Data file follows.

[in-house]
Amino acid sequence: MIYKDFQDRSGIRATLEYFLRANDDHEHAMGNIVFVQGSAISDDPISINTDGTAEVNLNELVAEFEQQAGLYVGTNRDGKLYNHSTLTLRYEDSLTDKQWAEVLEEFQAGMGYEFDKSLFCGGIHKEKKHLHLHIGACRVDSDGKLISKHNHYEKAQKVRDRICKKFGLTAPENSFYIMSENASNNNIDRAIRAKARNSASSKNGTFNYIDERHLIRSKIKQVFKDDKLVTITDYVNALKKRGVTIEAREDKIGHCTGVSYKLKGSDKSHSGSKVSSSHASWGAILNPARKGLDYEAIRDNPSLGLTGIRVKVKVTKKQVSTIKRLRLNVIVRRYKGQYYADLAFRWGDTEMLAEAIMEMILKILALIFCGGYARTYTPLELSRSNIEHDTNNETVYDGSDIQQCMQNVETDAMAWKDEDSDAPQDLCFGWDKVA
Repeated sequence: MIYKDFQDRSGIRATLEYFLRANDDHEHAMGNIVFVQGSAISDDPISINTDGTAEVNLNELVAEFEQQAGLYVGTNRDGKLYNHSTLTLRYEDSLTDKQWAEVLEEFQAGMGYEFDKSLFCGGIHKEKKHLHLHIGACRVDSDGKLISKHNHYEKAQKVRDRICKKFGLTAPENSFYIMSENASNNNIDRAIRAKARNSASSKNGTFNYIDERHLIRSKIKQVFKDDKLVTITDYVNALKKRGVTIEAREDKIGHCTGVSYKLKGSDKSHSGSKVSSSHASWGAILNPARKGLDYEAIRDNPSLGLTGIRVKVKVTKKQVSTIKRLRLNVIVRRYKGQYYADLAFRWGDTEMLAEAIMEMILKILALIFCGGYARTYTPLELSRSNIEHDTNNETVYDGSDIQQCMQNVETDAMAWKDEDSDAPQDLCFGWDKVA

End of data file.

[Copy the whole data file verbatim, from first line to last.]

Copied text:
[in-house]
Amino acid sequence: MIYKDFQDRSGIRATLEYFLRANDDHEHAMGNIVFVQGSAISDDPISINTDGTAEVNLNELVAEFEQQAGLYVGTNRDGKLYNHSTLTLRYEDSLTDKQWAEVLEEFQAGMGYEFDKSLFCGGIHKEKKHLHLHIGACRVDSDGKLISKHNHYEKAQKVRDRICKKFGLTAPENSFYIMSENASNNNIDRAIRAKARNSASSKNGTFNYIDERHLIRSKIKQVFKDDKLVTITDYVNALKKRGVTIEAREDKIGHCTGVSYKLKGSDKSHSGSKVSSSHASWGAILNPARKGLDYEAIRDNPSLGLTGIRVKVKVTKKQVSTIKRLRLNVIVRRYKGQYYADLAFRWGDTEMLAEAIMEMILKILALIFCGGYARTYTPLELSRSNIEHDTNNETVYDGSDIQQCMQNVETDAMAWKDEDSDAPQDLCFGWDKVA
Repeated sequence: MIYKDFQDRSGIRATLEYFLRANDDHEHAMGNIVFVQGSAISDDPISINTDGTAEVNLNELVAEFEQQAGLYVGTNRDGKLYNHSTLTLRYEDSLTDKQWAEVLEEFQAGMGYEFDKSLFCGGIHKEKKHLHLHIGACRVDSDGKLISKHNHYEKAQKVRDRICKKFGLTAPENSFYIMSENASNNNIDRAIRAKARNSASSKNGTFNYIDERHLIRSKIKQVFKDDKLVTITDYVNALKKRGVTIEAREDKIGHCTGVSYKLKGSDKSHSGSKVSSSHASWGAILNPARKGLDYEAIRDNPSLGLTGIRVKVKVTKKQVSTIKRLRLNVIVRRYKGQYYADLAFRWGDTEMLAEAIMEMILKILALIFCGGYARTYTPLELSRSNIEHDTNNETVYDGSDIQQCMQNVETDAMAWKDEDSDAPQDLCFGWDKVA